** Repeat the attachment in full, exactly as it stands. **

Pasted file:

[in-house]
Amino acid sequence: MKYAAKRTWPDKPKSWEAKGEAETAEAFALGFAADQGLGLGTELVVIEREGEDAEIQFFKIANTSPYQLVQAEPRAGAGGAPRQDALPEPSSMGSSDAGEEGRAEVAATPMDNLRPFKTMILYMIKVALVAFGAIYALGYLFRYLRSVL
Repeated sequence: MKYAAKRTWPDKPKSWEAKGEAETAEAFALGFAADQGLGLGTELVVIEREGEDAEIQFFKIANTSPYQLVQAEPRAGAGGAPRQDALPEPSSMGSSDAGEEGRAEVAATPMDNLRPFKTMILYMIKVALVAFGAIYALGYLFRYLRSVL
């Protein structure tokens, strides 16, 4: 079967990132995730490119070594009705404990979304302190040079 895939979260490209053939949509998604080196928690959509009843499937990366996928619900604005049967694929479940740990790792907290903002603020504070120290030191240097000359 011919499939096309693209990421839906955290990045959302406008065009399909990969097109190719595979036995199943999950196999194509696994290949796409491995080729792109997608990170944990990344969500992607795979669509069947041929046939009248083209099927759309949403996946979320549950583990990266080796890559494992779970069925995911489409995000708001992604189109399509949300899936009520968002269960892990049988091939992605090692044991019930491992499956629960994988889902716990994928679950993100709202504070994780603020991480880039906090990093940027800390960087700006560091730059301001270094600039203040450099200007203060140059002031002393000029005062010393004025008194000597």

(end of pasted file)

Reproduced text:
[in-house]
Amino acid sequence: MKYAAKRTWPDKPKSWEAKGEAETAEAFALGFAADQGLGLGTELVVIEREGEDAEIQFFKIANTSPYQLVQAEPRAGAGGAPRQDALPEPSSMGSSDAGEEGRAEVAATPMDNLRPFKTMILYMIKVALVAFGAIYALGYLFRYLRSVL
Repeated sequence: MKYAAKRTWPDKPKSWEAKGEAETAEAFALGFAADQGLGLGTELVVIEREGEDAEIQFFKIANTSPYQLVQAEPRAGAGGAPRQDALPEPSSMGSSDAGEEGRAEVAATPMDNLRPFKTMILYMIKVALVAFGAIYALGYLFRYLRSVL
């Protein structure tokens, strides 16, 4: 079967990132995730490119070594009705404990979304302190040079 895939979260490209053939949509998604080196928690959509009843499937990366996928619900604005049967694929479940740990790792907290903002603020504070120290030191240097000359 011919499939096309693209990421839906955290990045959302406008065009399909990969097109190719595979036995199943999950196999194509696994290949796409491995080729792109997608990170944990990344969500992607795979669509069947041929046939009248083209099927759309949403996946979320549950583990990266080796890559494992779970069925995911489409995000708001992604189109399509949300899936009520968002269960892990049988091939992605090692044991019930491992499956629960994988889902716990994928679950993100709202504070994780603020991480880039906090990093940027800390960087700006560091730059301001270094600039203040450099200007203060140059002031002393000029005062010393004025008194000597």